Hawaii Continues to Bolster Its Cybersecurity Capabilities

State of Hawaii bolsters its cybersecurity capabilities with additions to cyber security team.

Hawaii Continues to Bolster Its Cybersecurity Capabilities

Cybersecurity looms large in the news these days, and recently, news media have reported that personal information and Social Security numbers tied to as many as 4.8 million people using a multi-state job board system were compromised between February 20 and March 14 this year. Luckily, Hawaii was not one of the states affected.

Hawaii state government has moved to thwart attacks on state systems and protect citizens’ and government information from intruders. Last year, the Office of Enterprise Technology Services (ETS), requested and received funding for three new cybersecurity positions to provide security for all three branches of state government. In December, ETS filled the first of these positions, hiring the State of Hawaii’s first chief information security officer (CISO), Vincent Hoang.

Mr. Hoang is putting in place cybersecurity standards for executive branch departments and ensuring that state government system operations are following best practices in cybersecurity. He most recently served as the enterprise architect for Hawaiian Telcom, where he secured infrastructure for customers and conducted network architecture, performance, security risk, and systems infrastructure assessments.

Among other responsibilities, the remaining two cybersecurity support positions will be dedicated to identifying security issues in the state government network. The focus thus far has been on perimeter security. The next phase involves the installation of endpoint protection platforms, which provide anti-malware scanning along with many other security features.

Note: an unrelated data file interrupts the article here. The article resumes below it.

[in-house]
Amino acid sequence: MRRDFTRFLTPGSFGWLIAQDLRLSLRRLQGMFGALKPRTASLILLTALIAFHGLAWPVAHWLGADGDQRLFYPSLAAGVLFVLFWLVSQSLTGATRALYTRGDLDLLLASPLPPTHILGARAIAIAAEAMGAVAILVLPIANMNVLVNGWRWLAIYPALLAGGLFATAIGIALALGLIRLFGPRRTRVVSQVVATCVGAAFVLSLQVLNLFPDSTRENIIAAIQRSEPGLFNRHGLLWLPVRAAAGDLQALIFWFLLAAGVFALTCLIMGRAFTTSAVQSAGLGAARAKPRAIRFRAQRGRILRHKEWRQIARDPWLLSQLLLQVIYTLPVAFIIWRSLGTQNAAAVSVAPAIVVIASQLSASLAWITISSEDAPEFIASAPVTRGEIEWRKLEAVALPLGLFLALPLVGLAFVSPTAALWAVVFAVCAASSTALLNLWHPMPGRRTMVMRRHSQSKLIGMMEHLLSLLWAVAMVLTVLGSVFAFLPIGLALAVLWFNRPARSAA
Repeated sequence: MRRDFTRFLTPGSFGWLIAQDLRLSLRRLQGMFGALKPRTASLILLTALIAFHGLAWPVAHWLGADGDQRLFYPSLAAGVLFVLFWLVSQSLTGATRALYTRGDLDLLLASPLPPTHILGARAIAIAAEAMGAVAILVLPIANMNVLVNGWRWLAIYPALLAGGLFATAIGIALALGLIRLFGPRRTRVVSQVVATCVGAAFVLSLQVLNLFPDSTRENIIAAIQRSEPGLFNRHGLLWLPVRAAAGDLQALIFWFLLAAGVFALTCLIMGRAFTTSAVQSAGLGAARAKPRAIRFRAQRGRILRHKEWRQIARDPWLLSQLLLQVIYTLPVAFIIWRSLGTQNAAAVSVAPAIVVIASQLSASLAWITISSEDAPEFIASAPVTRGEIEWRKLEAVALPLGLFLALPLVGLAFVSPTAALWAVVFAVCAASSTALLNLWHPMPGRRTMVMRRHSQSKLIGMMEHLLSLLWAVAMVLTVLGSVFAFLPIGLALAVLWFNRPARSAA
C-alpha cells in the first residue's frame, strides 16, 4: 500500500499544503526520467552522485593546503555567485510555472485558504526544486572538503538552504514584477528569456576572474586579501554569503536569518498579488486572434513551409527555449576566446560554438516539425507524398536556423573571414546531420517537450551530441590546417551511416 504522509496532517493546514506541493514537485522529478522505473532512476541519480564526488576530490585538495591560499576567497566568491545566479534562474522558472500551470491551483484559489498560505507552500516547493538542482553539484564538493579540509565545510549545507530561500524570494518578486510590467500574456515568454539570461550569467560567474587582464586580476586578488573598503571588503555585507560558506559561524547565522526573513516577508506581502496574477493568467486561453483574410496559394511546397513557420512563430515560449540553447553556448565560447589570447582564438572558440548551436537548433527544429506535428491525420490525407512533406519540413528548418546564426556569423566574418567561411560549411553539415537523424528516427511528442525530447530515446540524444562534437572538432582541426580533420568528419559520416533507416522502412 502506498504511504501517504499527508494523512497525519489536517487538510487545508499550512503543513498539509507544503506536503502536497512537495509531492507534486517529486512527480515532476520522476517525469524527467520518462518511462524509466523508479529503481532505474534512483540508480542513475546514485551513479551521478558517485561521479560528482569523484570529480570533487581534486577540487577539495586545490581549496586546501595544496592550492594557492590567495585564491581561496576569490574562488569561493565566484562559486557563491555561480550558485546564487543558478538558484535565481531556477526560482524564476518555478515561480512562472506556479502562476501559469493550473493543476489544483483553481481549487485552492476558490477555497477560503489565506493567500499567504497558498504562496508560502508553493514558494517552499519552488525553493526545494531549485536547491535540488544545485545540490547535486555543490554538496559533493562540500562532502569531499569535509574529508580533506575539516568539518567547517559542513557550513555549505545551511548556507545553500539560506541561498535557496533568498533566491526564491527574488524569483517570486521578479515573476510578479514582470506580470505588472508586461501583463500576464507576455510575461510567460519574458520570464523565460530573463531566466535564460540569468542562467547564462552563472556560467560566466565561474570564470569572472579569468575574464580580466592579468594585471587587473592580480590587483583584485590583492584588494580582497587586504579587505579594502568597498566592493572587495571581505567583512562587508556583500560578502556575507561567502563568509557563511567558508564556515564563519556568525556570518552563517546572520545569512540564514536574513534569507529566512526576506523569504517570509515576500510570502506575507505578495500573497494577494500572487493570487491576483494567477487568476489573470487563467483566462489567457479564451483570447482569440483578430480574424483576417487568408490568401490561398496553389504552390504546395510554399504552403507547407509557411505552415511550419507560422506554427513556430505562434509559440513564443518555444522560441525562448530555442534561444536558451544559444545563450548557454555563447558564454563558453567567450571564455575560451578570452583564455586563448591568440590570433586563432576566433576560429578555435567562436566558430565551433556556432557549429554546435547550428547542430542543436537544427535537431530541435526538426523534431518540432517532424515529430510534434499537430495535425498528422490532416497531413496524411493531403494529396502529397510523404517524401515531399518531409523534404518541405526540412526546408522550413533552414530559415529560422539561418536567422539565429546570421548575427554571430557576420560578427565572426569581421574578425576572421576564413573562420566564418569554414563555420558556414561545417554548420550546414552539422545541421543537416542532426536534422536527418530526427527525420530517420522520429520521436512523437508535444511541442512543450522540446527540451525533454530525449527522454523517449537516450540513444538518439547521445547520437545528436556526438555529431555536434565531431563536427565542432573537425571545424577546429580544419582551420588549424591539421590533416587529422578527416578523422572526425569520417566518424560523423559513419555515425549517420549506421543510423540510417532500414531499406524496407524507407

Cybersecurity beyond the state system

But what about cybersecurity threats to other institutions and Hawaii residents outside of state government? Currently, a bill is moving through the legislature to address this concern, House Bill 598, which would enable the University of Hawaii to develop a Hawaii cyber ecosystem and related aspects of cybersecurity.

If the measure is enacted, UH would lead a collaborative effort between private sector companies, nonprofit organizations, government, and individuals to strengthen protections against cyber threats to critical energy, telecommunications, and water infrastructure systems, as well as financial, tourism, military, and other important public and private industries.

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